One of the simplest way of giving a photograph lift is by checking and if necessary, adjusting the levels. This involves taking a peek at the histogram of the image. Do not be perturbed by the word 'histogram'. It is very easy to understand, evaluate and adjust.

In general, the histogram will tell you if the exposure balance of the photograph is reasonable or not. So, what is a histogram? Basically it is a graph of the amount of data the photograph contains. It is very simple to understand, as the following mini tutorial will show.

This tutorial is based on using Photoshop but the same techniques apply to any imaging software where the adjustments of levels is available. In Photoshop, the Levels Pallet is accessed on the top menu: Image --> Adjustments--> Levels. The hot-key shortcut to the levels pallet is Ctrl+L.

In this example, the following photograph is one of a craftsman re-caning a chair. It is a little dark and lacks contrast & life.

Fig 1: The original dull, lifeless image

Opening up the levels pallet reveals the graph (histogram) of the exposure state. Before we go on to do the adjustments, it is worth noting certain aspects of the pallet. First of all and for the purpose of this tutorial, you can ignore everything on the pallet except the graph, the three little slider handles and the OK/Cancel buttons. Make sure that the Preset box is set to 'Default' and the Preview box is checked.

Fig 2: the original showing the levels pallet and the histogram

The things to note and understand are labelled A, B & C. Point 'A' is the darkest area on the photo and point 'B' is the lightest area. The width of the graph, 'C', represents the total amount of data that the image holds. Taking note of the 'x', 'y' & 'z' points, x represents the black point, y, the mid grey point and z the white point. Here, A is a dark grey and B is a light grey. The overall graph is bunched toward the left. What we need to do it to move the x & z sliders to coincide exactly with the A & B points of the graph as shown in Fig 3 below.

Fig 3: The x, y & Z sliders set.

By setting the x slider to point to the absolute start of the histogram (graph), point A, we are shifting what was the dark grey to a black. Likewise adjusting the z slider to point B, we are shifting what was a light grey to a white point. In other words the darkest part of the original was a dark grey is now a pure black and the lightest was a light grey is now a white.

This has the effect of widening the graph to take advantage of the dynamic range from black to white instead of dark grey to light grey.

Now we come to the slider y. This can be nudged up or down, depending on the object and personal likes. It will lighten or darken the mid grey areas in the image. In this example, the y slider was moved slightly to the right, making the mid range tones a little darker.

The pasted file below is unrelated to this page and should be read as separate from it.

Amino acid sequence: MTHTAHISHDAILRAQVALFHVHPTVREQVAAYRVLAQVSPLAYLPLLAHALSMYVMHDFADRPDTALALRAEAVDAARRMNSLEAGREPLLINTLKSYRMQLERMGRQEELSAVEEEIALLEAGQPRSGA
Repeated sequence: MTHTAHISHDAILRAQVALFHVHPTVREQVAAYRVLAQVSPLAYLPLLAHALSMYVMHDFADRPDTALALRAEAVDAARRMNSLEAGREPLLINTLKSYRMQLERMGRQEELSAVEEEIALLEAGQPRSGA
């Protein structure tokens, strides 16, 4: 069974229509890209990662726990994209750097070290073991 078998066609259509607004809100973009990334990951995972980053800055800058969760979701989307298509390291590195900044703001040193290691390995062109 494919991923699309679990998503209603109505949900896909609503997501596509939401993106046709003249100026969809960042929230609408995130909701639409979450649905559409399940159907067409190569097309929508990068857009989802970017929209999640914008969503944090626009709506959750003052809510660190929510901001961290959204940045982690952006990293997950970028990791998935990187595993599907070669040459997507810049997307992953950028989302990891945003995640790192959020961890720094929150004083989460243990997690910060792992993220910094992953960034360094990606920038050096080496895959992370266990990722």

Fig 4: The final result from adjusting the levels of the histogram.

Just to show the effect of the adjustments we have done, Fig 5 below, shows a well proportioned histogram whose graph fills the full width from 0 (black) to 255 (white) We have stretched out the original bunched up histogram, giving it the lift in brightness and depth in contrast.

Fig 5: The resulting histogram of the completed adjustment image in Fig 4 above.

Be aware: Adjusting levels is about adjusting the brightness or darkness and contrast of a photograph. It is not about adjusting the colour saturation.

Taking the left (black point) slider into the histogram area will lose shadow detail. Likewise taking the right (white point) slider into the histogram area will blow out the highlights

Now that you have the basic understanding of what a histogram is and how the adjust the levels, believe it or not you are 95% of the way of understanding that dreaded technique 'Curves'!

The primary difference between levels and curves is with Levels, you only have 3 points of adjustment (x,y & z). Whereas with curves, you can have as many as you need. That is going to be the subject of another mini tutorial.

In the meanwhile, I suggest that you open one or two of your own photos and inspect and adjust the levels and see how much satisfaction you get from seeing the difference. Then explore the different presets and the 'Auto' button on the levels pallet.

Ignore the eyedroppers - When used carefully and correctly, they can correct colour casts on an image. Likewise ignore the options button. (At this stage, you don't want to know it.)


© 2011 Donald Gray